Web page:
Heated 2024 battles for Fresno Co. Supervisor hone in on money, motivation

Arcane campaign finance rules and personal spats are taking center stage in the 2024 races for Fresno County Supervisor.

Come next March, the Fresno County Hall of Records could begin to resemble nearby Fresno City Hall. 

Two members of the Fresno County Board of Supervisors are facing an impending invasion from the city as they gear up for the 2024 election cycle. 


Driving the news: Last weekend Fresno City Councilman Garry Bredefeld announced that he will run for the 2nd District on the board, currently represented by former colleague Steve Brandau. 

  • A few days after Bredefeld’s announcement, Fresno City Councilman Luis Chavez issued one of his own. He will challenge his former mentor Sal Quintero for the District 3 position on the board. 

The big picture: The normally quiet board could be the stage for high-profile, intra-party battles not usually seen in Fresno. 

  • Quintero is reportedly not shying away from the challenge and will run for reelection in 2014 against Chavez, who was his chief of staff when he served on the Fresno City Council. Quintero has held the seat since 2017. 
  • Neither is Brandau, who vacated his seat on the city council in 2019 when he won a special election for the District 2 seat, then vacated by former State Sen. Andreas Borgeas (R–Fresno). 

By the numbers: Brandau’s latest campaign finance filings show $173,619 on-hand nearly 13 months ahead of the primary. Bredefeld last reported $228,388 from his city council campaign account, giving him an edge as the pair start fundraising. 

  • The Democratic race for District 3 shows the same story as the Republican race does so far in north Fresno. 
  • Luis Chavez’s latest cash-on-hand total comes in at $110,018.42, compared to $74,498.64 for Quintero. 

What we’re watching: The current financial edge both council members boast could be a moot point if certain legal interpretations stick.

  • The county passed an ordinance in 2020 on the heels of Assembly Bill 571, which was approved by California lawmakers in 2019 and required cities and counties the ability to set campaign contribution limits or be subject to state levels.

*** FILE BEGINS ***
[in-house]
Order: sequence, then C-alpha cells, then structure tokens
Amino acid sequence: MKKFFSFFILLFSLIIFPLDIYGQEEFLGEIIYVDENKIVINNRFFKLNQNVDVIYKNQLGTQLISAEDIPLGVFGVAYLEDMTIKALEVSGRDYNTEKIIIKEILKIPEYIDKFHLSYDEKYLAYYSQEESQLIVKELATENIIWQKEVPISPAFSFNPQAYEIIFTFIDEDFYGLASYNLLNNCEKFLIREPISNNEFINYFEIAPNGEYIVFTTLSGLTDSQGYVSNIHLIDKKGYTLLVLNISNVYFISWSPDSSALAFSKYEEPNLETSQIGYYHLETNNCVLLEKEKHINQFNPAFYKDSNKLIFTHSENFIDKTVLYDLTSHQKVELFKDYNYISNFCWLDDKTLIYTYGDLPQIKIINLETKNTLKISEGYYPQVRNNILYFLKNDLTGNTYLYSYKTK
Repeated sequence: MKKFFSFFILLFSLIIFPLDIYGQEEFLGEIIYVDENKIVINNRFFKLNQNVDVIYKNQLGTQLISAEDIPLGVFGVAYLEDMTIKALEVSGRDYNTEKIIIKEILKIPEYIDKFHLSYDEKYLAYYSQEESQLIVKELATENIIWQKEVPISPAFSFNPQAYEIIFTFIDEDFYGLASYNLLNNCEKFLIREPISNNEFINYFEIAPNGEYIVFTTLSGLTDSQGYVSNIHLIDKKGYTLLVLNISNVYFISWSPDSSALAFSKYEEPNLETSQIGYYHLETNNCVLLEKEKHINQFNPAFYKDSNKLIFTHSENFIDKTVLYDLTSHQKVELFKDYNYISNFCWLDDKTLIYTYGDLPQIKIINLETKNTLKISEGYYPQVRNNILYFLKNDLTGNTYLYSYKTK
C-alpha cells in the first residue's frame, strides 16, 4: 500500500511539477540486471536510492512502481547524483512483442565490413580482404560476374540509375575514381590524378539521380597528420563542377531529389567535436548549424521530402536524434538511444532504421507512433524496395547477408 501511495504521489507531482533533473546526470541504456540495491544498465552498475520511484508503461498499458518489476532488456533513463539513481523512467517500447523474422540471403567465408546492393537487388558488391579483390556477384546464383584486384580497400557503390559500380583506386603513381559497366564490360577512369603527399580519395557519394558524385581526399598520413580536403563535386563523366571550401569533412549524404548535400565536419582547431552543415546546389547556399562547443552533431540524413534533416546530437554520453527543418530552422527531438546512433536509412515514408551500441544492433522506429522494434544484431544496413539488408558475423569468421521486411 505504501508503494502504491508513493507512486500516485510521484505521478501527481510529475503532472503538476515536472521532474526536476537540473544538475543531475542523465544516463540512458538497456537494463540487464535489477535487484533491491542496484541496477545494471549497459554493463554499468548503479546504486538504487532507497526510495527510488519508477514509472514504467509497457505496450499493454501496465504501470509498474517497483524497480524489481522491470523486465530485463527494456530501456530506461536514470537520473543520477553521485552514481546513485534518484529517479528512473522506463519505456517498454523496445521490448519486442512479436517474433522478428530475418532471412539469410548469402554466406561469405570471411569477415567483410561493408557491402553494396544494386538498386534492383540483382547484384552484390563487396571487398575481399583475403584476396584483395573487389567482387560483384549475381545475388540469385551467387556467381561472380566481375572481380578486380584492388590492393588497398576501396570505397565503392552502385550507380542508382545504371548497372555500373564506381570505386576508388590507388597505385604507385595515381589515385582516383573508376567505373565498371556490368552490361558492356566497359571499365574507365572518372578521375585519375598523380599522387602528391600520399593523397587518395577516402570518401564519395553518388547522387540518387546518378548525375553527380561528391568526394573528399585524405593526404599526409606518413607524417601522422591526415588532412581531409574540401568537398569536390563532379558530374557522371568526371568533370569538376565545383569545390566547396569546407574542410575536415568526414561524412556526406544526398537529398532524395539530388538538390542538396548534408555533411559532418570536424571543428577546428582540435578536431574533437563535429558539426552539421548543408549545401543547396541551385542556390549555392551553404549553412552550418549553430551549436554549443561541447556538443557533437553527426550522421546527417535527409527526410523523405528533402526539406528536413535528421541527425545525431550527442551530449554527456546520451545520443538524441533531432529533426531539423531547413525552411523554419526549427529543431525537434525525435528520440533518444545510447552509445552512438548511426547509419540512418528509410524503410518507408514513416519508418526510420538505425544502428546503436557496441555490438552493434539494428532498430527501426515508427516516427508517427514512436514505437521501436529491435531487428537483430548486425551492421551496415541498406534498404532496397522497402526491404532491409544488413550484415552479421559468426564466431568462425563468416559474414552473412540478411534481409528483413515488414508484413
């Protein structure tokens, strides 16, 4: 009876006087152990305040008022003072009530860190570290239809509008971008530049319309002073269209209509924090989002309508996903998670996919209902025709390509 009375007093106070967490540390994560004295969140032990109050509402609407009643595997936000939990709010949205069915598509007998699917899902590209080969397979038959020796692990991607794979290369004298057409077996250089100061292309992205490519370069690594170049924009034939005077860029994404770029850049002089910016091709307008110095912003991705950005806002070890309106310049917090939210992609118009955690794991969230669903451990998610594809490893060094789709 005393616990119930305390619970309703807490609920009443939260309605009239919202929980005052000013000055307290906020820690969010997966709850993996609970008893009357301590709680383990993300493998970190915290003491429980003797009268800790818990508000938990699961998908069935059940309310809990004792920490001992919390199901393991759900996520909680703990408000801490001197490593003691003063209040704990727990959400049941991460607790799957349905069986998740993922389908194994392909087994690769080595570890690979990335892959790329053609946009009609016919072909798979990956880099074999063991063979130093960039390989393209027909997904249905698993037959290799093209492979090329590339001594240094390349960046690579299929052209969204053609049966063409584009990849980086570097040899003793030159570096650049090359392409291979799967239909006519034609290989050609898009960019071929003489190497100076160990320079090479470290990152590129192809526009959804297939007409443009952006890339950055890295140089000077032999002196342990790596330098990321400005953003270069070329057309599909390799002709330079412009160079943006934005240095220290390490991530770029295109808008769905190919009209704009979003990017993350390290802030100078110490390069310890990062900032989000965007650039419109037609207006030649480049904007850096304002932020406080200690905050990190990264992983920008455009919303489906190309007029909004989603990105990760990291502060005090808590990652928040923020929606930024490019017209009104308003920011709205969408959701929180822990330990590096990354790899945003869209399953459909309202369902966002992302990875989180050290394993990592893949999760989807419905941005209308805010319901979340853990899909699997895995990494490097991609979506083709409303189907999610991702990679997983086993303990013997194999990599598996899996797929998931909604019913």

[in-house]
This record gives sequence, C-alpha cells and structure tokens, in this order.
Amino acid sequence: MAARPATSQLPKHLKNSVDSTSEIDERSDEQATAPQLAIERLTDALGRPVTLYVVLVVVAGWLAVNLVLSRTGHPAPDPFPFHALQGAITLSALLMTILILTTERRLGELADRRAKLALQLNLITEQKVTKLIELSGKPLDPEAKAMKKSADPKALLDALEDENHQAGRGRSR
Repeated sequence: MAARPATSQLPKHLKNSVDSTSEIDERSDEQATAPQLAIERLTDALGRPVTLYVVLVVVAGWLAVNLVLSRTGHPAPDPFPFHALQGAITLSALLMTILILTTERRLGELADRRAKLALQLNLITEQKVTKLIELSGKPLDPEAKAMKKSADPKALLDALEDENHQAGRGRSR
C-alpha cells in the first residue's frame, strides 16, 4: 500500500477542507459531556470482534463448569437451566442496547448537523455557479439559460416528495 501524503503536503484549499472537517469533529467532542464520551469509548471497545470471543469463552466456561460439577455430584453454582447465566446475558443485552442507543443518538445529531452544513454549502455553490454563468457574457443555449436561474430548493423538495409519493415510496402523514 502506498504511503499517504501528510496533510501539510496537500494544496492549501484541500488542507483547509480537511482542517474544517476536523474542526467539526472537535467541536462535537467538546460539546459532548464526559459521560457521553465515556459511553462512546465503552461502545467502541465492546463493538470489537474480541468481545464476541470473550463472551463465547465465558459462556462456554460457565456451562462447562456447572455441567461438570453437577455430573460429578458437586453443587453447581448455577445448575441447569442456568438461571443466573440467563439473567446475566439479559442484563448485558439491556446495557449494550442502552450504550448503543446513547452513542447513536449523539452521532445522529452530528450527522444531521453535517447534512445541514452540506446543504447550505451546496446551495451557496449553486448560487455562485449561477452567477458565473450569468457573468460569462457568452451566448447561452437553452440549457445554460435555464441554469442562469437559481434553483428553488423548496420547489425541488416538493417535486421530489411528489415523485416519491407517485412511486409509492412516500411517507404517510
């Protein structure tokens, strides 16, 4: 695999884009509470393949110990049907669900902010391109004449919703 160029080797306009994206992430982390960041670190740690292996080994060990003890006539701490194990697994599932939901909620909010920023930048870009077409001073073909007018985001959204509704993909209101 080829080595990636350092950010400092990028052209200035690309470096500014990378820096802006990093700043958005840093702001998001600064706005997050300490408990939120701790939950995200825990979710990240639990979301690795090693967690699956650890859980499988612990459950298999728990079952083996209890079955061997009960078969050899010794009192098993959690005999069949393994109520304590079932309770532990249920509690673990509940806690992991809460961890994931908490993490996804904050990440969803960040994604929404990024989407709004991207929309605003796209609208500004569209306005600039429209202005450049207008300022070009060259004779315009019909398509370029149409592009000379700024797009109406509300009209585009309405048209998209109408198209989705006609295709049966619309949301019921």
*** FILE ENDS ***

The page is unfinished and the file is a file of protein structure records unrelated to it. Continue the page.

• County officials have asserted that the county’s campaign finance ordinance limits the amount of money that can be transferred from City Council campaign war chests at $30,000 per election (primaries and general elections are considered separate elections).
  • If the County interpretation holds, it could see Bredefeld and Chavez’s financial power dissipate fast. 

What they’re saying: In an interview with KMJ earlier in the week, Bredefeld said his decision to run against Brandau is nothing personal. It’s just where he thinks he is called to serve best since he is going to be termed out from the council in two years. 

  • “It’s not about Steve Brandau. It’s really about what I think I have to offer people in our community, and I think people understand who I am and what I do and that I’m going to fight for them. I’m not going to back down,” Bredefeld said. “We live in very perilous times, and I think my voice and my fighting spirit is needed at the county. It was needed during the pandemic where many people were silent, where bureaucrats were running things. We can’t have that, and I’m not going to stand by silently while that continues.” 
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